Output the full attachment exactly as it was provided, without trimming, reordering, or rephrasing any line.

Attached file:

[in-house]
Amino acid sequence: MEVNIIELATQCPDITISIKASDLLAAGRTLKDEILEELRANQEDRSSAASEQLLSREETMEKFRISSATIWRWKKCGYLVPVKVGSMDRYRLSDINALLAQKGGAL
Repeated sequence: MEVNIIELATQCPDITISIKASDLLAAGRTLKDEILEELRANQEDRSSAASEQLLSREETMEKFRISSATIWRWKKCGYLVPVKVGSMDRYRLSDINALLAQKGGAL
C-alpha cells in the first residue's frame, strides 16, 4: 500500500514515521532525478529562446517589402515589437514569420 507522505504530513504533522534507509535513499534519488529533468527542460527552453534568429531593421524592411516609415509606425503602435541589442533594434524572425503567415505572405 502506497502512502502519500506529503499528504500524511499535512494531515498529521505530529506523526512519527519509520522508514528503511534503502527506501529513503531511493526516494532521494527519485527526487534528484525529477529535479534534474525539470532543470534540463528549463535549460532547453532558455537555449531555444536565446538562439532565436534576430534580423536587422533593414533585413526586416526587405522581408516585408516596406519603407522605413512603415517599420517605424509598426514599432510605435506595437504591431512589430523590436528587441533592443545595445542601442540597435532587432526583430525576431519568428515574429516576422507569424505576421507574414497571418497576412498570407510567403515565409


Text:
[in-house]
Amino acid sequence: MEVNIIELATQCPDITISIKASDLLAAGRTLKDEILEELRANQEDRSSAASEQLLSREETMEKFRISSATIWRWKKCGYLVPVKVGSMDRYRLSDINALLAQKGGAL
Repeated sequence: MEVNIIELATQCPDITISIKASDLLAAGRTLKDEILEELRANQEDRSSAASEQLLSREETMEKFRISSATIWRWKKCGYLVPVKVGSMDRYRLSDINALLAQKGGAL
C-alpha cells in the first residue's frame, strides 16, 4: 500500500514515521532525478529562446517589402515589437514569420 507522505504530513504533522534507509535513499534519488529533468527542460527552453534568429531593421524592411516609415509606425503602435541589442533594434524572425503567415505572405 502506497502512502502519500506529503499528504500524511499535512494531515498529521505530529506523526512519527519509520522508514528503511534503502527506501529513503531511493526516494532521494527519485527526487534528484525529477529535479534534474525539470532543470534540463528549463535549460532547453532558455537555449531555444536565446538562439532565436534576430534580423536587422533593414533585413526586416526587405522581408516585408516596406519603407522605413512603415517599420517605424509598426514599432510605435506595437504591431512589430523590436528587441533592443545595445542601442540597435532587432526583430525576431519568428515574429516576422507569424505576421507574414497571418497576412498570407510567403515565409